Cook County corruption killed Michael Yanul
Phil Kadner firstname.lastname@example.org | (708) 633-6787 September 26, 2011 11:18PM
Michael Yanul 58yrs., who is on a ventilator and suffers from muscular dystrophy, lies in his bed which has been his home for 17 years at Oak Forest Hospital in Oak Forest, Illinois, Friday January 14, 2011. With the hospital closing down Yanul is now forced to find some place else to live. | Joseph P. Meier~Sun-Times Media
Updated: November 11, 2011 2:07PM
Michael Yanul died last week, and I can’t help but think we killed him.
That’s “we” as in the people of Cook County.
For a half-penny on every dollar spent at a store, he might still be alive.
Yanul, 58, a victim of muscular dystrophy, lived at Oak Forest Hospital for 17 years. He couldn’t move, eat or even breathe on his own.
About three weeks ago, he was forced to move to a nursing home because Cook County, which owned and operated Oak Forest Hospital, decided it could no longer afford to keep the hospital open.
I first wrote about Yanul in January, as Cook County was preparing to close the hospital, and he and other long-term patients were literally fighting for their lives.
“All the talk about closing this hospital down has been about money,” Yanul told me. “But there’s a human cost to closing this hospital. Nobody talks about that.”
He was convinced that without the 24-hour nursing care provided by a hospital, he would likely die.
Although he could do nothing for himself, he could still think. His brain was sharp. His voice, despite a tracheotomy, was quite clear.
“They keep me living,” he said about the doctors and nurses at Oak Forest Hospital.
“I will never get that kind of care in a nursing home.”
His brother, Thomas, of Oak Lawn, said Yanul was sent from his nursing home to a hospital last week and diagnosed with double pneumonia and sepsis and was in diabetic shock.
“He wasn’t even a diabetic, so I don’t understand that,” Thomas Yanul said. “I do know the beds at his nursing home could not be moved up and down electronically The bed he was in, the mattress was so sunken in, that my brother couldn’t even breathe. We had to pile pillows and things underneath his back.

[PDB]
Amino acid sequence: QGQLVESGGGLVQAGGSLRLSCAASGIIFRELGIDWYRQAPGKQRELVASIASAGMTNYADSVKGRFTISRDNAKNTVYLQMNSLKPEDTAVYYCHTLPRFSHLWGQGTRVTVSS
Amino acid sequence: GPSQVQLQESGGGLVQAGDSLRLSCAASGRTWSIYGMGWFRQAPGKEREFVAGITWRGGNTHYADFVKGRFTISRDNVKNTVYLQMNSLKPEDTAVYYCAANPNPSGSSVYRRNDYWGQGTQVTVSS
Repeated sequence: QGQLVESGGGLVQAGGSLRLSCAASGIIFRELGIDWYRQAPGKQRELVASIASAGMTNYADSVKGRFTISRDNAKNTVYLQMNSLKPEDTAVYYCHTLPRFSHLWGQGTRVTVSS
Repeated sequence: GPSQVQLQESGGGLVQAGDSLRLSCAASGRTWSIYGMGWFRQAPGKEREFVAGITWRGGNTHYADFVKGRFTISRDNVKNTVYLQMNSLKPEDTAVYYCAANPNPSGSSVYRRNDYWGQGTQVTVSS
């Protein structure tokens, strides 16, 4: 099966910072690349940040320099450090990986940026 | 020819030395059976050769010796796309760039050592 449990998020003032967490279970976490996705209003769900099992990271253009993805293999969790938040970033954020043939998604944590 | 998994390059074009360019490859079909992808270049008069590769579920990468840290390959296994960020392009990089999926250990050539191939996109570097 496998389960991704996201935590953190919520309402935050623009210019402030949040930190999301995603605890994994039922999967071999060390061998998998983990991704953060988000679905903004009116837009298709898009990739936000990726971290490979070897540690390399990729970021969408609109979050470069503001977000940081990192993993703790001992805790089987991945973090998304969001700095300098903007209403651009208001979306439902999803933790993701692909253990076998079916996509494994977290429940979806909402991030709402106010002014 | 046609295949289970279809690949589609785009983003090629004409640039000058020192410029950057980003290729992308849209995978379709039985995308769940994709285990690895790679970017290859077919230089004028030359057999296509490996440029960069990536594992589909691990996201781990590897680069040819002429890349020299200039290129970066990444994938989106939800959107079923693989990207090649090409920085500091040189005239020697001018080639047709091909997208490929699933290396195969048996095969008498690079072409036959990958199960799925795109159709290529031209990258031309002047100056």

“Do I think he would still be living if he had been at Oak Forest Hospital? I think it is likely.”
When Toni Preckwinkle campaigned last year for Cook County Board president, she promised to roll back a very unpopular one-cent sales tax hike passed in 2008 during Todd Stroger’s administration.
Prior to the February 2010 primary election, the Cook County Board voted to repeal half of that tax increase, and Preckwinkle has promised to eventually eliminate the remaining half.
The money raised by that half-cent sales tax, about $180 million, could have easily kept Oak Forest Hospital open, but reformers had already made plans to trim the budget of the Cook County Health and Hospital System by eliminating the hospital.
The hospital budget had been bloated with patronage employees, the critics said. It wasn’t the best way to spend dwindling health care funds to help the poor, the reformers claimed.
Michael Yanul’s life didn’t matter.
It didn’t matter to angry taxpayers. It didn’t matter to the people running the health care system in Cook County.
I would contend that Yanul died because of the patronage system and political corruption in Cook County.
But I can’t help thinking we, the voters, are responsible in some way.
We are open to arguments that the government wastes our tax money because there is a vast amount of evidence that it’s true.
Yet we also know the government provides many valuable services. The long-term care and ventilator units at Oak Forest Hospital were among those.
Every patient I spoke to there testified to that fact. It was the sort of care that only the wealthiest of Americans can afford.
Nursing homes are where the rest of us end up when we are chronically ill. And even the best of them do not provide the kind of care patients receive in a hospital. It is just too costly.
Yanul knew he was likely being handed a death sentence back in January.
He was a courageous fellow. He didn’t complain about his plight. He was grateful for the years he spent at Oak Forest, where he could do little more than lie in bed and breathe.
He didn’t understand why people didn’t want to spend a half-penny on the dollar to keep a fellow human being alive.
But the argument for cutting Cook County’s sales tax was never framed in that manner.
It was about cutting waste.
Michael Yanul was a casualty of cutting the fat out of government.